St Robert Bellarmine, though points to the Vulgate translation as referring to something quite different, namely the inevitable persecution of Christians:
But why are those brave children called "the children of them that have been shaken?" Because they are the children of the outcasts and the wretched, the children of the prophets and the apostles; and of the former, the apostle writes,"Others had trial of mockeries and stripes, moreover also of bonds and prisons; they were stoned, they were cut asunder, they were tempted, they were put to death by the sword, they wandered about in sheepskins, in goatskins, being in want, distressed, afflicted; of whom the world was not worthy;" and, speaking of the apostles, the same apostle says, "For I think that God hath set forth us, apostles, the last, as it were, men destined to death; because we are made a spec­tacle to the world, and to angels, and to men. Even unto this hour, we both hunger and thirst, and are naked, and are buffet­ed, and have no fixed abode; and we labor, working with our own hands; we are reviled and we bless; we are persecuted, and we suffer it; we are ill spoken of, and we entreat: we are made as the refuse of this world; the off-scouring of all even till now." 
And St Aloysius Liguori brings together the two parts of the verse nicely, pointing to the triumph of the Church:
These children, tormented by persecutions, shall be against their enemies as so many arrows in the hand of a strong man. The holy souls, fruit of the Passion of Jesus Christ, and children of the Church, always persecuted as their divine Spouse, are the arms that the Almighty employs to combat and to overcome the errors and bad passions of the world.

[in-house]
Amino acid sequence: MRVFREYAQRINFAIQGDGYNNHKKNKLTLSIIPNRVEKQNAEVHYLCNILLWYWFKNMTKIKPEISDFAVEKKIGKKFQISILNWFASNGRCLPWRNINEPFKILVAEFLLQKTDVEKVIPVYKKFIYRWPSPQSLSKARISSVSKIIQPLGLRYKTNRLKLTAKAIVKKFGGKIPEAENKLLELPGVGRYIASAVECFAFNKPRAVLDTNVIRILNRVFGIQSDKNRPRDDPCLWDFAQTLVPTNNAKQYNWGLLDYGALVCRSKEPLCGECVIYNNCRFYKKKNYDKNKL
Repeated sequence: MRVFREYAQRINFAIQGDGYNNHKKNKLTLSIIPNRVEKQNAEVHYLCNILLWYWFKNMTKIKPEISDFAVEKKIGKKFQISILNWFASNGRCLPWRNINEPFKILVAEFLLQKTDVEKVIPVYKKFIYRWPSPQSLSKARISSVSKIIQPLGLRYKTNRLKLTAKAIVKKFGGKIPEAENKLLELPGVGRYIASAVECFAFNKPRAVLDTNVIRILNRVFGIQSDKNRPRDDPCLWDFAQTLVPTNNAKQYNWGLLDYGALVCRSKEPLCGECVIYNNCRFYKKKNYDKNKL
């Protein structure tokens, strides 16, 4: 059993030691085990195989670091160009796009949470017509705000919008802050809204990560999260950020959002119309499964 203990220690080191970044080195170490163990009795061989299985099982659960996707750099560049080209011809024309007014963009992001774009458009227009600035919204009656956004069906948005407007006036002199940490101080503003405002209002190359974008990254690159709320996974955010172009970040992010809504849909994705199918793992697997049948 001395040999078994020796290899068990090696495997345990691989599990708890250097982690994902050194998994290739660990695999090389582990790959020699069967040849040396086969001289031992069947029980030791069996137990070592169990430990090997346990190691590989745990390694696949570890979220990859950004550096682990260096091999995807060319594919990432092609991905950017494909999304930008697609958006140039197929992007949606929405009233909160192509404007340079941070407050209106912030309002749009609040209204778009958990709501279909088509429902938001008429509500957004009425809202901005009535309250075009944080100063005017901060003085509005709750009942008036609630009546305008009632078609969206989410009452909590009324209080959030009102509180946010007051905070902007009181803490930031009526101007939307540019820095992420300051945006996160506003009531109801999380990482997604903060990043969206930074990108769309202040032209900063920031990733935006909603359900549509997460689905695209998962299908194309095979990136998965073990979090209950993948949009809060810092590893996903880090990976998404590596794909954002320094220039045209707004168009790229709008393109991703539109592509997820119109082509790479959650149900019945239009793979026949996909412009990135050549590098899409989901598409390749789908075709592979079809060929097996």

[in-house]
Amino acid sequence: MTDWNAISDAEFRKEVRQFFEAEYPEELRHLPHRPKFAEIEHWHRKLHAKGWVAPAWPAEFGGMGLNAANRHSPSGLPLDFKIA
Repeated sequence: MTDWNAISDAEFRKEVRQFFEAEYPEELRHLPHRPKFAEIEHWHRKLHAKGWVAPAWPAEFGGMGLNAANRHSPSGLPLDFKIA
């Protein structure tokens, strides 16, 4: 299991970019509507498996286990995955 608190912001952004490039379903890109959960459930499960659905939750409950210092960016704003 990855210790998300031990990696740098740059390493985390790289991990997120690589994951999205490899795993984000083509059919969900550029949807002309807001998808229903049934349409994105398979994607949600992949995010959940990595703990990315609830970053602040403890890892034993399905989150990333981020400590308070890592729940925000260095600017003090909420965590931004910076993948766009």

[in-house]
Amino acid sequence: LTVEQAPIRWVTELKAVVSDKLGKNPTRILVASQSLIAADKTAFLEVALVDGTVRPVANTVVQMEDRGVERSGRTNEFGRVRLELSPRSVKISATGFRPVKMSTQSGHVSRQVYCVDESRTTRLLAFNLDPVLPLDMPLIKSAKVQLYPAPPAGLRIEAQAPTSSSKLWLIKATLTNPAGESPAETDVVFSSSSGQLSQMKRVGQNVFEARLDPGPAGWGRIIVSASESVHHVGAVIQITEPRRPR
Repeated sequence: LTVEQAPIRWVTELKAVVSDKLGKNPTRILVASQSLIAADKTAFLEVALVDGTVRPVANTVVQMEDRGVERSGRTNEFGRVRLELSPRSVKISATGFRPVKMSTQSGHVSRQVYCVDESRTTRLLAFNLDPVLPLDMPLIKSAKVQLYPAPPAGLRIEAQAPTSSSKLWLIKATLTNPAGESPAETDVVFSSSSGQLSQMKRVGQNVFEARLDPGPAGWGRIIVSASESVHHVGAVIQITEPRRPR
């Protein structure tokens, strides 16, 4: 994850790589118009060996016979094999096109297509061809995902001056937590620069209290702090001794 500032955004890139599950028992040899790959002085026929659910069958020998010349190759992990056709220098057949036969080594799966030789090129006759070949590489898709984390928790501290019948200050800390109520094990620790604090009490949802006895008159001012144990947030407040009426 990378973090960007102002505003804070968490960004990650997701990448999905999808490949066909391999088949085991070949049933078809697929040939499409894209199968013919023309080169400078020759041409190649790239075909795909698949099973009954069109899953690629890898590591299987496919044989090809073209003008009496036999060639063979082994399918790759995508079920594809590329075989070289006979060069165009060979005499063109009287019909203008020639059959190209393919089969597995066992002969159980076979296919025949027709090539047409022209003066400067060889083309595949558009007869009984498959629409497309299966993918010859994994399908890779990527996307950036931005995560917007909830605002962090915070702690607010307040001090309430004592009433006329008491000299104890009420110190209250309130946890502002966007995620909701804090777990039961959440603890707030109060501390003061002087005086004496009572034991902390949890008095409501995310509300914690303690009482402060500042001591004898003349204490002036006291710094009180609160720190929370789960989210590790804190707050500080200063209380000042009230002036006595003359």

Psalm 126: Nisi Dominus 
Canticum graduum Salomonis.
A gradual canticle of Solomon.
1.  Nisi Dominus aedificaverit domum:*
 in vanum laboraverunt qui aedificant eam.
Unless the Lord build the house, they labour in vain that build it.
2.  Nisi Dominus custodierit civitatem:*
frustra vigilat qui custodit eam.
Unless the Lord keep the city, he watches in vain that keeps it.
3.  Vanum est vobis ante lucem surgere:*
surgite, postquam sederitis, qui manducatis panem doloris.
2 It is vain for you to rise before light, rise after you have sitten, you that eat the bread of sorrow.

4.  Cum dederit dilectis suis somnum:*
ecce hereditas Domini, filii merces, fructus ventris.
When he shall give sleep to his beloved, 3 behold the inheritance of the Lord are children: the reward, the fruit of the womb.
5.  Sicut sagittae in manu potentis:* ita filii excussorum.
4 As arrows in the hand of the mighty, so the children of them that have been shaken.
6.  Beatus vir, qui implevit desiderium suum ex ipsis:* non confundetur cum loquetur inimicis suis in porta.
5 Blessed is the man that has filled the desire with them; he shall not be confounded when he shall speak to his enemies in the gate

The final part of this series on Psalm 126, cover verse 6.

No comments:

Post a Comment